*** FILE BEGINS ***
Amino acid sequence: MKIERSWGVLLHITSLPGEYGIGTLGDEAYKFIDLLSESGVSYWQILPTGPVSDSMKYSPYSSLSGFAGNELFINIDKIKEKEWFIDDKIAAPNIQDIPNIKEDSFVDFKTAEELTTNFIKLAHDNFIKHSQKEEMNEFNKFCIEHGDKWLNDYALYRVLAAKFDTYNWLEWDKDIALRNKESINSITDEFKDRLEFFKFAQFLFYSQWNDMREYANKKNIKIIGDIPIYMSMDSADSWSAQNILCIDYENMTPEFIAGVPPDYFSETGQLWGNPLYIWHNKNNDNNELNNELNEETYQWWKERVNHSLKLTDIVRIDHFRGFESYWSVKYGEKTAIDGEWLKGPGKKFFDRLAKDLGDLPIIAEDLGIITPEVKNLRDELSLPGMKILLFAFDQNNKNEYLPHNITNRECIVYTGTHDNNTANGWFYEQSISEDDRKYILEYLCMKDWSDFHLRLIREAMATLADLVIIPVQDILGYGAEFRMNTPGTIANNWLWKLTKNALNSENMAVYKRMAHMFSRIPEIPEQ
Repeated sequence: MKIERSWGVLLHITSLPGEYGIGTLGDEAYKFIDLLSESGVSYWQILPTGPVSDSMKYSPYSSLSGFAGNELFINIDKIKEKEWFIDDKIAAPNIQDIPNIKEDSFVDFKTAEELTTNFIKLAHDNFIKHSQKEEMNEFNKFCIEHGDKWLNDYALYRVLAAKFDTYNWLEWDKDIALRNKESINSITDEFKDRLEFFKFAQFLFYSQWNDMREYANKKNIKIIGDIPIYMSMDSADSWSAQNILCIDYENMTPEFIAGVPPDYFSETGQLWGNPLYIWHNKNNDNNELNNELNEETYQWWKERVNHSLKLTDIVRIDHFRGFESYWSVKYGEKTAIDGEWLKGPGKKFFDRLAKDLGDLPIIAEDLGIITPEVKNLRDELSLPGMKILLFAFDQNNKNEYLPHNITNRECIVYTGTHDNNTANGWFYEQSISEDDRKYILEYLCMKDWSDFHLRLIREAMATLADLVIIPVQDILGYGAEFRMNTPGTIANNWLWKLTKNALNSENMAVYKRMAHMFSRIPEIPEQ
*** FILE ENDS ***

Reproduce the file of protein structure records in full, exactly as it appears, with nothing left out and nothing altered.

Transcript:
Amino acid sequence: MKIERSWGVLLHITSLPGEYGIGTLGDEAYKFIDLLSESGVSYWQILPTGPVSDSMKYSPYSSLSGFAGNELFINIDKIKEKEWFIDDKIAAPNIQDIPNIKEDSFVDFKTAEELTTNFIKLAHDNFIKHSQKEEMNEFNKFCIEHGDKWLNDYALYRVLAAKFDTYNWLEWDKDIALRNKESINSITDEFKDRLEFFKFAQFLFYSQWNDMREYANKKNIKIIGDIPIYMSMDSADSWSAQNILCIDYENMTPEFIAGVPPDYFSETGQLWGNPLYIWHNKNNDNNELNNELNEETYQWWKERVNHSLKLTDIVRIDHFRGFESYWSVKYGEKTAIDGEWLKGPGKKFFDRLAKDLGDLPIIAEDLGIITPEVKNLRDELSLPGMKILLFAFDQNNKNEYLPHNITNRECIVYTGTHDNNTANGWFYEQSISEDDRKYILEYLCMKDWSDFHLRLIREAMATLADLVIIPVQDILGYGAEFRMNTPGTIANNWLWKLTKNALNSENMAVYKRMAHMFSRIPEIPEQ
Repeated sequence: MKIERSWGVLLHITSLPGEYGIGTLGDEAYKFIDLLSESGVSYWQILPTGPVSDSMKYSPYSSLSGFAGNELFINIDKIKEKEWFIDDKIAAPNIQDIPNIKEDSFVDFKTAEELTTNFIKLAHDNFIKHSQKEEMNEFNKFCIEHGDKWLNDYALYRVLAAKFDTYNWLEWDKDIALRNKESINSITDEFKDRLEFFKFAQFLFYSQWNDMREYANKKNIKIIGDIPIYMSMDSADSWSAQNILCIDYENMTPEFIAGVPPDYFSETGQLWGNPLYIWHNKNNDNNELNNELNEETYQWWKERVNHSLKLTDIVRIDHFRGFESYWSVKYGEKTAIDGEWLKGPGKKFFDRLAKDLGDLPIIAEDLGIITPEVKNLRDELSLPGMKILLFAFDQNNKNEYLPHNITNRECIVYTGTHDNNTANGWFYEQSISEDDRKYILEYLCMKDWSDFHLRLIREAMATLADLVIIPVQDILGYGAEFRMNTPGTIANNWLWKLTKNALNSENMAVYKRMAHMFSRIPEIPEQ